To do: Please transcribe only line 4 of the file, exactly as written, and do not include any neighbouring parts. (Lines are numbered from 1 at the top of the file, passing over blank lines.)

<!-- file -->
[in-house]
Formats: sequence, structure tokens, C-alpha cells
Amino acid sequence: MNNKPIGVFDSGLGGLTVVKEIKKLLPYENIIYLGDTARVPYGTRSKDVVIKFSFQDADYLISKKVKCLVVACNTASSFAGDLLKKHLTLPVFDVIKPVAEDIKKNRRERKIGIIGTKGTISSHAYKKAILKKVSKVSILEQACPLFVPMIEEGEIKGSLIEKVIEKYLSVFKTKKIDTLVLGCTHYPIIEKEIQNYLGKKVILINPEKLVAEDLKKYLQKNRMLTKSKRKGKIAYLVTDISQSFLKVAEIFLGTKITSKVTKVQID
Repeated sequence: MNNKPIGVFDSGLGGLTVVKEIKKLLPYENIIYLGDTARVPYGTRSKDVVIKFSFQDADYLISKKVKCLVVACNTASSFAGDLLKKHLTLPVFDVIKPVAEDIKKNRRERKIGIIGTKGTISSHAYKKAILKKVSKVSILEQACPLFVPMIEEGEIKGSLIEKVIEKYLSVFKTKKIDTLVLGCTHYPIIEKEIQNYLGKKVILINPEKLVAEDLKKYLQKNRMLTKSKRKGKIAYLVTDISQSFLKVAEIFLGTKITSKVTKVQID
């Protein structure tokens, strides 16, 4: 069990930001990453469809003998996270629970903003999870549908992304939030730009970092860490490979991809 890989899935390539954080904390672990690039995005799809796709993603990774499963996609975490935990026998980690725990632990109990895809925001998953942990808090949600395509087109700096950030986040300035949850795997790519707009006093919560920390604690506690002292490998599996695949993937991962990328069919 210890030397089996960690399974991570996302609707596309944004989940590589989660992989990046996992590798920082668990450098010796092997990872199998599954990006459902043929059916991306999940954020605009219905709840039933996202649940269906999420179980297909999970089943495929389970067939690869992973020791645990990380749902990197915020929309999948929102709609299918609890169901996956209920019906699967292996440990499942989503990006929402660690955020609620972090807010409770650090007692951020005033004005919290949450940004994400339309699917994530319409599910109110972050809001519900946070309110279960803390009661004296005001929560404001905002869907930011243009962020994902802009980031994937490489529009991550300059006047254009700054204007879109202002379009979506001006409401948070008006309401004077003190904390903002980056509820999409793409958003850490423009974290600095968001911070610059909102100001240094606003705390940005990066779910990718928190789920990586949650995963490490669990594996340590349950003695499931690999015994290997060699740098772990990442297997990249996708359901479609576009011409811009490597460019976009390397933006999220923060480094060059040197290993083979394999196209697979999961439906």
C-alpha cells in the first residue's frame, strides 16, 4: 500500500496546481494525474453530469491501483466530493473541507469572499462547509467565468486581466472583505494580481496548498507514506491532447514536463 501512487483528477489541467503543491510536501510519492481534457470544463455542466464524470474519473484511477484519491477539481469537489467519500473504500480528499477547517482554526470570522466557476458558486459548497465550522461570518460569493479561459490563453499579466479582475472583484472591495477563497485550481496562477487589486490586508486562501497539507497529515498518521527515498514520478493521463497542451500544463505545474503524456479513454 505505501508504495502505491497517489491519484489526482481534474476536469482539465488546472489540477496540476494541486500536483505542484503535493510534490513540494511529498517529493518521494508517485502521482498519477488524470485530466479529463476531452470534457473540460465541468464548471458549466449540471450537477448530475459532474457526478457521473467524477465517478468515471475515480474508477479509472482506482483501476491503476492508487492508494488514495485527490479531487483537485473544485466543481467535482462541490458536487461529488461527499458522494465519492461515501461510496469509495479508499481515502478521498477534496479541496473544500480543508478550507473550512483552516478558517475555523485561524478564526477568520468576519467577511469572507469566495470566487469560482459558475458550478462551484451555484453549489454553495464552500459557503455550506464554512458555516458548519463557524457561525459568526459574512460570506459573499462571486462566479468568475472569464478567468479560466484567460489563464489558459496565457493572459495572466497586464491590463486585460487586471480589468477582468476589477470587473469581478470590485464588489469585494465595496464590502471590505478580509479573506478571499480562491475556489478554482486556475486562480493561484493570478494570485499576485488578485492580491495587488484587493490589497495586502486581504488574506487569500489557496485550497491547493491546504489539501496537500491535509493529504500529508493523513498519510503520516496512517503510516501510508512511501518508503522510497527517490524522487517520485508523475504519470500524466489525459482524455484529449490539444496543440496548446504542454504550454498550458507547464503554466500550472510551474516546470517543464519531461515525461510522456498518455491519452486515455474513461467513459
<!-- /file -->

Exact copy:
Repeated sequence: MNNKPIGVFDSGLGGLTVVKEIKKLLPYENIIYLGDTARVPYGTRSKDVVIKFSFQDADYLISKKVKCLVVACNTASSFAGDLLKKHLTLPVFDVIKPVAEDIKKNRRERKIGIIGTKGTISSHAYKKAILKKVSKVSILEQACPLFVPMIEEGEIKGSLIEKVIEKYLSVFKTKKIDTLVLGCTHYPIIEKEIQNYLGKKVILINPEKLVAEDLKKYLQKNRMLTKSKRKGKIAYLVTDISQSFLKVAEIFLGTKITSKVTKVQID